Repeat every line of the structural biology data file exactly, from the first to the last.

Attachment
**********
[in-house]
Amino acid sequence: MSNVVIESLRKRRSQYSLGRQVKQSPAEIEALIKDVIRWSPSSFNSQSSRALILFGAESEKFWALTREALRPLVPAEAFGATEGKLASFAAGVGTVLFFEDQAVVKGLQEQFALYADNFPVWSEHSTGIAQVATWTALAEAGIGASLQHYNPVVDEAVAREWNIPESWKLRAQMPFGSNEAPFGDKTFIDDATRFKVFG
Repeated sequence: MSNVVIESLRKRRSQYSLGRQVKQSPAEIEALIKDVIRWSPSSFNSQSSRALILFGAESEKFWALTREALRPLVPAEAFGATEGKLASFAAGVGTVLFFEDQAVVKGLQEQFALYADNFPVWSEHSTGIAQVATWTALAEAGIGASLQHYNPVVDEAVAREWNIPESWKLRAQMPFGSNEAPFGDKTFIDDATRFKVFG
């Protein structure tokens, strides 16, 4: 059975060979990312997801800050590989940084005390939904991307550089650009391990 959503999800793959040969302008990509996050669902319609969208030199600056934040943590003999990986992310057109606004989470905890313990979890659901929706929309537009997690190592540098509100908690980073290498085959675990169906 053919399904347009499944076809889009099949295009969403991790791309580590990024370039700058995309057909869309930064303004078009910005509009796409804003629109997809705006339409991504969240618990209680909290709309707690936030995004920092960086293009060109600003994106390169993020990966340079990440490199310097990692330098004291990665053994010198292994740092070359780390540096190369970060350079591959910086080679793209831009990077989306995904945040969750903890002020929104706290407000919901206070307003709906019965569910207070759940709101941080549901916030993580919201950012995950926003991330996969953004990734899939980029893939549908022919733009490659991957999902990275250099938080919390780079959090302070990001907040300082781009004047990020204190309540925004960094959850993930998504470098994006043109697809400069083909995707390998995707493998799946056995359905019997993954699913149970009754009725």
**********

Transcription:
[in-house]
Amino acid sequence: MSNVVIESLRKRRSQYSLGRQVKQSPAEIEALIKDVIRWSPSSFNSQSSRALILFGAESEKFWALTREALRPLVPAEAFGATEGKLASFAAGVGTVLFFEDQAVVKGLQEQFALYADNFPVWSEHSTGIAQVATWTALAEAGIGASLQHYNPVVDEAVAREWNIPESWKLRAQMPFGSNEAPFGDKTFIDDATRFKVFG
Repeated sequence: MSNVVIESLRKRRSQYSLGRQVKQSPAEIEALIKDVIRWSPSSFNSQSSRALILFGAESEKFWALTREALRPLVPAEAFGATEGKLASFAAGVGTVLFFEDQAVVKGLQEQFALYADNFPVWSEHSTGIAQVATWTALAEAGIGASLQHYNPVVDEAVAREWNIPESWKLRAQMPFGSNEAPFGDKTFIDDATRFKVFG
């Protein structure tokens, strides 16, 4: 059975060979990312997801800050590989940084005390939904991307550089650009391990 959503999800793959040969302008990509996050669902319609969208030199600056934040943590003999990986992310057109606004989470905890313990979890659901929706929309537009997690190592540098509100908690980073290498085959675990169906 053919399904347009499944076809889009099949295009969403991790791309580590990024370039700058995309057909869309930064303004078009910005509009796409804003629109997809705006339409991504969240618990209680909290709309707690936030995004920092960086293009060109600003994106390169993020990966340079990440490199310097990692330098004291990665053994010198292994740092070359780390540096190369970060350079591959910086080679793209831009990077989306995904945040969750903890002020929104706290407000919901206070307003709906019965569910207070759940709101941080549901916030993580919201950012995950926003991330996969953004990734899939980029893939549908022919733009490659991957999902990275250099938080919390780079959090302070990001907040300082781009004047990020204190309540925004960094959850993930998504470098994006043109697809400069083909995707390998995707493998799946056995359905019997993954699913149970009754009725």